The US Drug Enforcement Administration (DEA) has published in the Federal Register
a final rule that moves hydrocodone combination products (HCPs) from Schedule III to the more-restrictive Schedule II, as recommended by the Assistant Secretary for Health of the US Department of Health and Human Services (HHS) and as supported by the DEA’s own evaluation of relevant data.
The final rule imposes the regulatory controls and sanctions applicable to Schedule II substances on those who handle or propose to handle HCPs. It goes into effect on October 6, 2014.
The Controlled Substances Act (CSA) places substances with accepted medical uses into one of four schedules, with the substances with the highest potential for harm and abuse being placed in Schedule II, and substances with progressively less potential for harm and abuse being placed in Schedules III through V. (Schedule I is reserved for those controlled substances with no currently accepted medical use and lack of accepted safety for use.) HCPs are drugs that contain both hydrocodone, which by itself is a Schedule II drug, and specified amounts of other substances, such as acetaminophen or aspirin. When Congress passed the CSA in 1970, it placed HCPs in Schedule III even though it had placed hydrocodone itself in Schedule II. This final rule changes that by placing HCPs into Schedule II.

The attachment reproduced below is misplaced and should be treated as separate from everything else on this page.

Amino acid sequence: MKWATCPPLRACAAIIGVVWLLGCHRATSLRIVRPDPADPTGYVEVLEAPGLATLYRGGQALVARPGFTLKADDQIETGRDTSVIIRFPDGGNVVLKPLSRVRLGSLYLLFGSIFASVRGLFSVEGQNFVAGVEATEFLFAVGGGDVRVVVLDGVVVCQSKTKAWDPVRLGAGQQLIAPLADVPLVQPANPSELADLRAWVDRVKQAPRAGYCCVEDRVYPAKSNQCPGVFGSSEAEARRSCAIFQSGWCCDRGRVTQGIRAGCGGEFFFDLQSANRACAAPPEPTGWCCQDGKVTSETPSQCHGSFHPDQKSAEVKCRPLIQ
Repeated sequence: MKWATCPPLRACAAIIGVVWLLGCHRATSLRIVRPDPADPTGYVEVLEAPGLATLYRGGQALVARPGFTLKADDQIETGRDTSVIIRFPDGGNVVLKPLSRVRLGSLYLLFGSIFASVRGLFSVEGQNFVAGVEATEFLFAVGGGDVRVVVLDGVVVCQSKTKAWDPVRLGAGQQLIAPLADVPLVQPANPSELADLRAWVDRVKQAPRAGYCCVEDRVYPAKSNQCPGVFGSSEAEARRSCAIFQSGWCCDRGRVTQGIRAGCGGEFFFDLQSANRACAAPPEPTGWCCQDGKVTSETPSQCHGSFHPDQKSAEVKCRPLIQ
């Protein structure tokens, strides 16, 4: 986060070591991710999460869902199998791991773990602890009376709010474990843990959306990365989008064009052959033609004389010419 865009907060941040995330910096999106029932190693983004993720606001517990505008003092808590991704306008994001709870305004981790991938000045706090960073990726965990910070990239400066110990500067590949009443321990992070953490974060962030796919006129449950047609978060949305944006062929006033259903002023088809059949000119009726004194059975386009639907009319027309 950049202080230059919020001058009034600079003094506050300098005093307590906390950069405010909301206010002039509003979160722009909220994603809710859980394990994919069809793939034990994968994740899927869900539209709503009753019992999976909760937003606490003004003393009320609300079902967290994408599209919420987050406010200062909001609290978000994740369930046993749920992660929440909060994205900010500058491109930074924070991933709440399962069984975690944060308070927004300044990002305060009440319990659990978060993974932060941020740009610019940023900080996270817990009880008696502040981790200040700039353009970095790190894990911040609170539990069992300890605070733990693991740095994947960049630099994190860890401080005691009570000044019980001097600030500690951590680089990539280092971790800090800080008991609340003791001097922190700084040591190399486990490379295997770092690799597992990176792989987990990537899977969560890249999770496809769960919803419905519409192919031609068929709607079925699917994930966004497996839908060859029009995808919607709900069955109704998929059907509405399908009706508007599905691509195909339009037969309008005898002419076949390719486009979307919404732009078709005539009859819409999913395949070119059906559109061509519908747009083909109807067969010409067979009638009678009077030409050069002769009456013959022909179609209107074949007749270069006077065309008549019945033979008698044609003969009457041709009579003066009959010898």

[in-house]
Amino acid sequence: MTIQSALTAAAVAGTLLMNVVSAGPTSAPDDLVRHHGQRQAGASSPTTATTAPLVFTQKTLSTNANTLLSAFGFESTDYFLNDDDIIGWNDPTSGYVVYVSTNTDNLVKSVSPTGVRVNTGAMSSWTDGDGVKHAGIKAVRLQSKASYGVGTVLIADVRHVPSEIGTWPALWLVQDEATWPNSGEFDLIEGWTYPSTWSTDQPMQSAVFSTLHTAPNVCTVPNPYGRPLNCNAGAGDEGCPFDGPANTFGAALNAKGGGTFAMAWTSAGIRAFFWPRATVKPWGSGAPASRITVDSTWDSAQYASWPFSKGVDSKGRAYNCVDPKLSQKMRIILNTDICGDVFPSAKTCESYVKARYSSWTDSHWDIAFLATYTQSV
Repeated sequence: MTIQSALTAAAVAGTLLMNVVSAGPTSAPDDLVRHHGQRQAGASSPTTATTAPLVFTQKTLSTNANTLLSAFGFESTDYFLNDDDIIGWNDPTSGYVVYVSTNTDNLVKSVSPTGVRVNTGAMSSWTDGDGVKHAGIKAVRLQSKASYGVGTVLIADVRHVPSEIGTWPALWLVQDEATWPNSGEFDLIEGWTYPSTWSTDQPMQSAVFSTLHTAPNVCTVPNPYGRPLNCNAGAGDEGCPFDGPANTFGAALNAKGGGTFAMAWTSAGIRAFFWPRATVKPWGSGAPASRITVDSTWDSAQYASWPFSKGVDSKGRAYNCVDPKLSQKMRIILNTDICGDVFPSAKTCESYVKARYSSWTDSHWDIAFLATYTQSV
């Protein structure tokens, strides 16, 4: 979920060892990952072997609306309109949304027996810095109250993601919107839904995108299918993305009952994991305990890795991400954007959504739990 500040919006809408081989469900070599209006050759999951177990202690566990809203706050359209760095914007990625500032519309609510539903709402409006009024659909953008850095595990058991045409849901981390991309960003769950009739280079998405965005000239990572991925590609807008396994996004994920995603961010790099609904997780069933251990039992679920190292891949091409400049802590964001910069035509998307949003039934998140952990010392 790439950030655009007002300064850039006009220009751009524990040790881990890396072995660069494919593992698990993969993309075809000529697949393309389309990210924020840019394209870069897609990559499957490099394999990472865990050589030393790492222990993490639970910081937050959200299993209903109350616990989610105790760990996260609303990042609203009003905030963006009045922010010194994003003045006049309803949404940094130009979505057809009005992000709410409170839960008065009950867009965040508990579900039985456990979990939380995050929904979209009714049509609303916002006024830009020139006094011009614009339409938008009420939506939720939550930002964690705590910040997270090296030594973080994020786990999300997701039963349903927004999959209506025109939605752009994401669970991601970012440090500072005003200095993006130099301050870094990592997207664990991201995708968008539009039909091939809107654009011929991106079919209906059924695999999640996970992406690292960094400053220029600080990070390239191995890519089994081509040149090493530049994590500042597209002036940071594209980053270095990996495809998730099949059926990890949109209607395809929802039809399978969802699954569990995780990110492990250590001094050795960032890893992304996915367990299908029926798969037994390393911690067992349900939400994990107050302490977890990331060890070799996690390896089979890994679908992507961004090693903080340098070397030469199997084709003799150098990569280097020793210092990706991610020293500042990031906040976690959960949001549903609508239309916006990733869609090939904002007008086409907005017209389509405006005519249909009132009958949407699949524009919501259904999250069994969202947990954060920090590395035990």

The rescheduling of HCPs was initiated by a petition from a physician in 1999. The DEA submitted a request to HHS for a scientific and medical evaluation of HCPs and a scheduling recommendation. In 2013, the US Food and Drug Administration held a public Advisory Committee meeting on the matter, and the committee voted to recommend rescheduling HCPs from Schedule III to Schedule II. In December of 2013, HHS sent such a recommendation to the DEA. Two months later, on February 27, the DEA a Notice of Proposed Rulemaking in the Federal Register
, outlining its rationale and the proposed changes for moving HCPs from Schedule III to Schedule II and solicited public comments on the proposal, of which almost 600 were received. A small majority of the commenters supported the proposed change, according to the DEA.
Source: Federal Register